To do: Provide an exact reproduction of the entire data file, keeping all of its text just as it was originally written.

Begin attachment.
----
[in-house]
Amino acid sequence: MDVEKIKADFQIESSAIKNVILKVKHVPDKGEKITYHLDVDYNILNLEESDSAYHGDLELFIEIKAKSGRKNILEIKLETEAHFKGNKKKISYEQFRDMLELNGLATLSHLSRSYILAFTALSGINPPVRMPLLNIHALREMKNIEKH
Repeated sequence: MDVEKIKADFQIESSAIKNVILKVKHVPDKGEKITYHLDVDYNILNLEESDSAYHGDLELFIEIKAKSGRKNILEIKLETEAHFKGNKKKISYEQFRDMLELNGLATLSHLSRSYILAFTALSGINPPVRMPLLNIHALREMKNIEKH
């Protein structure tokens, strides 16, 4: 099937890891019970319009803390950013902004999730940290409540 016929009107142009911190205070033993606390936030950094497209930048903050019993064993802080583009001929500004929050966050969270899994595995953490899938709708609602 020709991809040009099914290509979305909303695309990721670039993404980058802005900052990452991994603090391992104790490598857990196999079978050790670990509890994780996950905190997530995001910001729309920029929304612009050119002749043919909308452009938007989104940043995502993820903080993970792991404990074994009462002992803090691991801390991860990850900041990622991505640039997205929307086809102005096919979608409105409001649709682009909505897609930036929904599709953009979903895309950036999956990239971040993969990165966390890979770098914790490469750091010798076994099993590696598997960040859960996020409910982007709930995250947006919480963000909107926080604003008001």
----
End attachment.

[in-house]
Amino acid sequence: MDVEKIKADFQIESSAIKNVILKVKHVPDKGEKITYHLDVDYNILNLEESDSAYHGDLELFIEIKAKSGRKNILEIKLETEAHFKGNKKKISYEQFRDMLELNGLATLSHLSRSYILAFTALSGINPPVRMPLLNIHALREMKNIEKH
Repeated sequence: MDVEKIKADFQIESSAIKNVILKVKHVPDKGEKITYHLDVDYNILNLEESDSAYHGDLELFIEIKAKSGRKNILEIKLETEAHFKGNKKKISYEQFRDMLELNGLATLSHLSRSYILAFTALSGINPPVRMPLLNIHALREMKNIEKH
């Protein structure tokens, strides 16, 4: 099937890891019970319009803390950013902004999730940290409540 016929009107142009911190205070033993606390936030950094497209930048903050019993064993802080583009001929500004929050966050969270899994595995953490899938709708609602 020709991809040009099914290509979305909303695309990721670039993404980058802005900052990452991994603090391992104790490598857990196999079978050790670990509890994780996950905190997530995001910001729309920029929304612009050119002749043919909308452009938007989104940043995502993820903080993970792991404990074994009462002992803090691991801390991860990850900041990622991505640039997205929307086809102005096919979608409105409001649709682009909505897609930036929904599709953009979903895309950036999956990239971040993969990165966390890979770098914790490469750091010798076994099993590696598997960040859960996020409910982007709930995250947006919480963000909107926080604003008001």